when love has a comma

I love him, but I don’t want to marry him because;

, I don’t want to marry yet

I don’t know if I can give him what he want

I but I don’t always like him;

I love him, buthe’s driving me crazy;

I love him, but I don’t know if I can live with him; I

I love him, but I’m uneasy when he acts so selfishly, when his friends seem more important than spending time with me,.

I love him, but he interrupts when I’m still talkinging,

I love him, but I need more time to myself

I love him, but I don’t want to marry him for at least many reasons as I can imagine that I might, someday, feel differently

I am not ready to marry

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Apart from paying your school fees and providing shelter, what other impacts did your father had in your life?

It really is remarkable how deeply fathers impact the lives of their children either negatively or positively. The following stories describe four different kinds of fathers. You may find yourself identifying with one of them

1) One man who struggles with low self esteem recalls that his father paid very little attention to him, and that the attention he got was often hurtful. He sill struggles with feelings of failure and the thought that no matter how hard he tries it just isn’t good enough.
His father on the other hand felt that he was motivating his son with positive criticism “for his own good”, and that his lack of affirmation was to keep his son from becoming proud and arrogant. “All I wanted was to help him be the best that he could be. I know my standards were high, but the world is a tough place and I just wanted him to be prepared”. Although his intentions may have been good, the damage he caused would take years to overcome.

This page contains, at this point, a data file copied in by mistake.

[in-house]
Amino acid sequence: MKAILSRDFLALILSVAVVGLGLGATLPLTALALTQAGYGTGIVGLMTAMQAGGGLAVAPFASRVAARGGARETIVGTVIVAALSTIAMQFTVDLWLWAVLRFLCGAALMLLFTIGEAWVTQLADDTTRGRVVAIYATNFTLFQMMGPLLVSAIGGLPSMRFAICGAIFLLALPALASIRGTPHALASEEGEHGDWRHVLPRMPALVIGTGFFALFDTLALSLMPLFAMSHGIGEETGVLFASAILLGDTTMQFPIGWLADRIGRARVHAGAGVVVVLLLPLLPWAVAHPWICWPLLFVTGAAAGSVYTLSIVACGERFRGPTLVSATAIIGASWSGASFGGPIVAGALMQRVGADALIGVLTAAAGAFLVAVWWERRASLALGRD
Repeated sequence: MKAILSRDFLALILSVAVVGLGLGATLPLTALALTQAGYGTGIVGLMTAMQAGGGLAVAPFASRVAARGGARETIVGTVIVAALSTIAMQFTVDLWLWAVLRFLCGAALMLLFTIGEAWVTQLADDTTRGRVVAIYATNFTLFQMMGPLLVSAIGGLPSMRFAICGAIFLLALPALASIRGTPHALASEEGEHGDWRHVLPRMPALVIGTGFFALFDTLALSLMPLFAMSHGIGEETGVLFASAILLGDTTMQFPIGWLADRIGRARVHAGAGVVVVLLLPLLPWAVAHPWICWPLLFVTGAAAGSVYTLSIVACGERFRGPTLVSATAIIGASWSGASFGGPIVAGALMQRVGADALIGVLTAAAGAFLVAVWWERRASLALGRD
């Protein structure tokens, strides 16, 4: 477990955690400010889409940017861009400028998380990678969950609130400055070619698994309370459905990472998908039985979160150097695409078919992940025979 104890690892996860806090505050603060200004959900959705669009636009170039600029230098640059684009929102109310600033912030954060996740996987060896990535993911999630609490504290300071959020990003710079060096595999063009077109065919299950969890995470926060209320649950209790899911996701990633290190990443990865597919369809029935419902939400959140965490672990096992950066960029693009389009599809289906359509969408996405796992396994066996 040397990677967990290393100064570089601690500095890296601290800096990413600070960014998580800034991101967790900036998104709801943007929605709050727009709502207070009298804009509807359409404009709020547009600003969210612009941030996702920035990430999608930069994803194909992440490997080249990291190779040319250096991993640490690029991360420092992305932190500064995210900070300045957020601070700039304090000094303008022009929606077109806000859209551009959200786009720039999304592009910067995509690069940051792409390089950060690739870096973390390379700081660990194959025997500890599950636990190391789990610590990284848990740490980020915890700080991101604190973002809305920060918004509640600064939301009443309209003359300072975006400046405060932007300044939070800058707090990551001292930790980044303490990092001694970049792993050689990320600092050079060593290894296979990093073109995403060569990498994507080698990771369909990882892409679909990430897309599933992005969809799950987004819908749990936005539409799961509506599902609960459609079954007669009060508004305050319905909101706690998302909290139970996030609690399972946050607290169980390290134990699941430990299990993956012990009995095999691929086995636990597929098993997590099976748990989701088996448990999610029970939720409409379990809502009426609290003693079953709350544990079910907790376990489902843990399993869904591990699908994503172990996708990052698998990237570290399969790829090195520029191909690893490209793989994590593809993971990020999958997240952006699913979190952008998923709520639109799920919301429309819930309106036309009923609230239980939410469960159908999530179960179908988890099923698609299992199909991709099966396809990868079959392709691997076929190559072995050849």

2) A lady tells the story about her father who was overprotective. She had very little freedom to go anywhere. If she asked permission to go somewhere there was always a reason why she couldn’t.

3) Another lady tells the story of how her Dad was a workaholic and that there was a lot of tension and conflict in the home. He may have been there physically but he was emotionally unavailable to her. She felt ignored by him. She longed for his attention and approval. She grew up feeling empty, emotionally abandoned, and struggled with low self esteem.
If you ask her how her relationship with her father impacted her she would tell you that she felt she had to grow up too fast, and that she missed out on her childhood. She leaned at an early age to fend for herself and not to ask for help and that she couldn’t trust people especially men, because they would let her down. As a teen she looked for love in all the wrong places and would dress in a way that got attention from guys, but in the end it wasn’t the kind of attention she needed. The whole trajectory of her life was in the wrong direction and she ended up in a lifestyle of promiscuity and addiction.